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Is knitting the new yoga?



Mathilde De Robien - published on 11/30/18

Knitting is enjoying a renaissance, in part because of its collateral benefits.

It may sound far-fetched, but many experts extoll the virtues of knitting. Knitting is a source of relaxation, well-being, and self-confidence. Better still, knitting a gift for a friend or loved one is evidence of thoughtfulness and care for others. Proponents of knitting say that knitters are likely to be calm, relaxed, fulfilled, generous, and kind.

Knitting for stress relief

Like meditation or sports, knitting for a few minutes relieves stress after a long day of work. Because of its benefits, it’s often called the “new yoga.” Formerly considered the domain of grandmothers, it’s becoming popular again with the rise of DIY culture. At the park, on a night out, or alongside a cup of tea, young women everywhere are taking up knitting. It should also be said that, while knitting is generally associated with women nowadays, there’s no good reason why; men have knitted in the past, and it’s coming back into voguetoday.

Knitting is an education in mindfulness. It teaches focus on the breath, taking time, slowing down to reconnect with the present moment. According to British and American studies on the subject, focusing attention on the hands increases the production of dopamine and serotonin, the happiness hormones, and lowers the stress hormone cortisol.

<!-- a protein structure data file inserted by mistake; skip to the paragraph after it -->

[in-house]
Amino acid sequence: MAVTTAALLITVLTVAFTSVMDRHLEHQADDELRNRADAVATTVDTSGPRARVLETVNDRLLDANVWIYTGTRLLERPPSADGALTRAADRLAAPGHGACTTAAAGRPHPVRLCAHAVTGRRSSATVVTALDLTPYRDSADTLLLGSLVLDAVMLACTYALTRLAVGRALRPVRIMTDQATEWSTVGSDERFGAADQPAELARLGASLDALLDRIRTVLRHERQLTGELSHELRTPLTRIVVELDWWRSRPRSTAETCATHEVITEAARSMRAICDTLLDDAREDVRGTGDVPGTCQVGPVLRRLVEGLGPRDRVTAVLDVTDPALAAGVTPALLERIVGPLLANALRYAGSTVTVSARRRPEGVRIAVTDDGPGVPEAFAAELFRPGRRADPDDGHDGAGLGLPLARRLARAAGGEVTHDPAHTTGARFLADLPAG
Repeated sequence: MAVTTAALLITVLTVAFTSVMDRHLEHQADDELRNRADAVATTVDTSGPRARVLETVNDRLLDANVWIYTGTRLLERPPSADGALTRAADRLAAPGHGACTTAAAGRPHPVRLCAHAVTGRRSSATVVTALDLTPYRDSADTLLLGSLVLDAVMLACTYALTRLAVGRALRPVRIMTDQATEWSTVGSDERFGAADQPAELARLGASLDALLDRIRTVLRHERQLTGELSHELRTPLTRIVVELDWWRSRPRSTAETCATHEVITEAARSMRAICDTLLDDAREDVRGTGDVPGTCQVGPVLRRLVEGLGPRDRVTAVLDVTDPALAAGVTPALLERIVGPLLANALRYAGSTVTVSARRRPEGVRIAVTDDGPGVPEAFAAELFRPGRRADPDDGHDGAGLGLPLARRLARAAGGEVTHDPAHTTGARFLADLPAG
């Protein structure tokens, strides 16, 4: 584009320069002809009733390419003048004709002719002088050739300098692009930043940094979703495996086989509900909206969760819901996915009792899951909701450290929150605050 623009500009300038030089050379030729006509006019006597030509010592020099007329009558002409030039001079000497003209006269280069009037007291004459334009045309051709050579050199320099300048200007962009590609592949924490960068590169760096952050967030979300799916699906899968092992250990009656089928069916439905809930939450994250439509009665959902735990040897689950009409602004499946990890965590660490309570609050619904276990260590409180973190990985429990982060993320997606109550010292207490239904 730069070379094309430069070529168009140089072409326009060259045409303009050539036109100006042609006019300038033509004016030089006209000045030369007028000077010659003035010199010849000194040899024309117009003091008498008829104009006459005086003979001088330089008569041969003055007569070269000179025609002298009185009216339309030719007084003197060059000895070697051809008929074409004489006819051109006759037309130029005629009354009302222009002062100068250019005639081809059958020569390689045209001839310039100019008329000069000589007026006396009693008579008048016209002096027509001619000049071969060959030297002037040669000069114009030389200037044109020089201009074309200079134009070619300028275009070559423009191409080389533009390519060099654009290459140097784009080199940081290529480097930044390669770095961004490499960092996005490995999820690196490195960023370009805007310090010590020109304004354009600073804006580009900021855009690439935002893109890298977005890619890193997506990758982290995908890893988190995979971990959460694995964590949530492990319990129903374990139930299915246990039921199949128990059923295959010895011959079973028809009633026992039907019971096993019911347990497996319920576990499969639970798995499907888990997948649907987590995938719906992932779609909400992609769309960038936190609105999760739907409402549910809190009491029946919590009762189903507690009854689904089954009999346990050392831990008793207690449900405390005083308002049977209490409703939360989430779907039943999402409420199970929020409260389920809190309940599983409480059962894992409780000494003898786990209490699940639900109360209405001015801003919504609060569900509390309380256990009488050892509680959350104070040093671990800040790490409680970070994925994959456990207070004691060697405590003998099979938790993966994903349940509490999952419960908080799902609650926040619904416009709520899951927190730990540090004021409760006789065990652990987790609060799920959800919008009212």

Knitting as liberator and unifier

Knitting can also help shed addiction to alcohol, cigarettes, or food. Successful knitting requires letting go of distraction and concentrating on the task at hand.

Making a scarf, blanket, or cowl also builds self-confidence. Creating an accessory or article of clothing from scratch is good for the soul. It is deeply satisfying to create something decorative or wearable out of a ball of yarn.

While working alone allows for introspection, knitting can also be a social activity. Taking up a pair of needles means putting down the phone, and can provide opportunities for meaningful conversation.

Knitting as an act of love

Creating a gift for someone else adds another dimension to knitting. Making a hat or a scarf is an act of love thta entails the precious gifts of time and attention. Love is knit into every stitch of a sweater from Grandma, a baby blanket from the local church group, a one of a kind scarf crafted by your beloved.

So, if you’re stressed, fighting an addiction, or looking for a way to connect with other people, what are you waiting for? Learn to knit!


Read more:
Knitting can lower your blood pressure (and make you happier)


Read more:
Finnish snowboarding coach seen knitting at the top of the course

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